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French Costumes

The French taste for elegant, well engraved costume playing cards started during the early 19th century. O. Gibert of Paris produced a series of such fashion packs, or packs depicting historical characters.

O. Gibert, Paris: French Costumes, c.1848

Elegant, romantic and sophisticated!

The French taste for elegant, well engraved costume playing cards started during the early 19th century. O. Gibert of Paris produced a series of such fashion packs, or packs depicting historical characters. Being hand coloured, there was no consistency from deck to deck. Each version surpasses the last one in exquisiteness, delicacy and charm.

French Costume playing cards published by O. Gibert, Paris, c.1848

Above: French Costume playing cards published by O. Gibert, Paris, c.1848. The cards measure approximately 2 1/4 X 3 1/2 inches. Because they were hand made, they are not all exactly the same size, some cards vary by just a tiny bit. The backs are overall plain pink or blue. Images courtesy Rod Starling.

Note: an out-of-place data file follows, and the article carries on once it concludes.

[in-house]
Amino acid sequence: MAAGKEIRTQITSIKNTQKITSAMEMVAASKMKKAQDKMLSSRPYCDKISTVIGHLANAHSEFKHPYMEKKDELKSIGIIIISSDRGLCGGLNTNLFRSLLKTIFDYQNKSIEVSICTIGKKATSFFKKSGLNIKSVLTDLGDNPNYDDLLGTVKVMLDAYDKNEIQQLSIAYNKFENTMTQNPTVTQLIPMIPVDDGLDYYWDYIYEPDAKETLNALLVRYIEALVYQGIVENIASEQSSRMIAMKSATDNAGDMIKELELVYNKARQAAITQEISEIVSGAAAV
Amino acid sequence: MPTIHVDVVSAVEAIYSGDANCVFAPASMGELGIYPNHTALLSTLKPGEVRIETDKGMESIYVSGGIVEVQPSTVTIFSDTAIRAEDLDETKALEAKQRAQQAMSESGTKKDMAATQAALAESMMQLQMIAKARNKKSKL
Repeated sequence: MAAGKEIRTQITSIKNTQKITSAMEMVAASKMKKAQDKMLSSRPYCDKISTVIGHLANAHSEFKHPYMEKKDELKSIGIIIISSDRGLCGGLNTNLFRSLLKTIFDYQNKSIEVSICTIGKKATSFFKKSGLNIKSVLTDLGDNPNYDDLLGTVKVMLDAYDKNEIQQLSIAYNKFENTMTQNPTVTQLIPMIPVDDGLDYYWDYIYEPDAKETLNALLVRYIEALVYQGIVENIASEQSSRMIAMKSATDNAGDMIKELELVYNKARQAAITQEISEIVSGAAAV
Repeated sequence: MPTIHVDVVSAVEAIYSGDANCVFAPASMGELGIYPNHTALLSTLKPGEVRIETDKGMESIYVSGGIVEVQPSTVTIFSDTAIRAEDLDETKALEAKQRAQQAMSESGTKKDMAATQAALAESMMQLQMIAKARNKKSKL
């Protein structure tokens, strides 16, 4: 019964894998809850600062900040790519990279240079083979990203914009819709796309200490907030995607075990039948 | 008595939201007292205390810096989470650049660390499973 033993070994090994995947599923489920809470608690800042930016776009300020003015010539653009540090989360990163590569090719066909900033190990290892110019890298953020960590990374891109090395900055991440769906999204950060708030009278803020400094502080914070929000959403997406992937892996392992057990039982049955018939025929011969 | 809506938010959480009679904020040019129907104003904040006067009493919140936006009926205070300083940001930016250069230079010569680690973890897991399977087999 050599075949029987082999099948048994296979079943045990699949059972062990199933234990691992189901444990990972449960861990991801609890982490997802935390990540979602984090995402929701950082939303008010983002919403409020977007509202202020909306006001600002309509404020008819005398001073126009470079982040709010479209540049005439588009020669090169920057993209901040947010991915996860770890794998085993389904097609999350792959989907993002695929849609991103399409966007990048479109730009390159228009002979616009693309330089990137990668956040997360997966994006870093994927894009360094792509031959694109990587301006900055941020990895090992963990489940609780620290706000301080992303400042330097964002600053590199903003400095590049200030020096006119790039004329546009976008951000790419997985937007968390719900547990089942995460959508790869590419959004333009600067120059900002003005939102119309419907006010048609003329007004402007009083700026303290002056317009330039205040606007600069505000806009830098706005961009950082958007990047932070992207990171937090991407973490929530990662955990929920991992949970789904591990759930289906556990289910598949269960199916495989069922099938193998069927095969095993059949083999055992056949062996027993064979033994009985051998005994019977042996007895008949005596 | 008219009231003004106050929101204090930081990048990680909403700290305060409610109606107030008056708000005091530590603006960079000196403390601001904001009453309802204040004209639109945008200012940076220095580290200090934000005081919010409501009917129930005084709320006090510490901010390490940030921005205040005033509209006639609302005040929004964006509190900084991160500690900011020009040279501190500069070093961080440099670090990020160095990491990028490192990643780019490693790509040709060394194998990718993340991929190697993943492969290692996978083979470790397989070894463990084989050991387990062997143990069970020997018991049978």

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By Simon Wintle

Member since February 01, 1996

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Curator and editor of the World of Playing Cards since 1996. He is a former committee member of the IPCS and was graphics editor of The Playing-Card journal for many years. He has lived at various times in Chile, England and Wales and is currently living in Extremadura, Spain. Simon's first limited edition pack of playing cards was a replica of a seventeenth century traditional English pack, which he produced from woodblocks and stencils.


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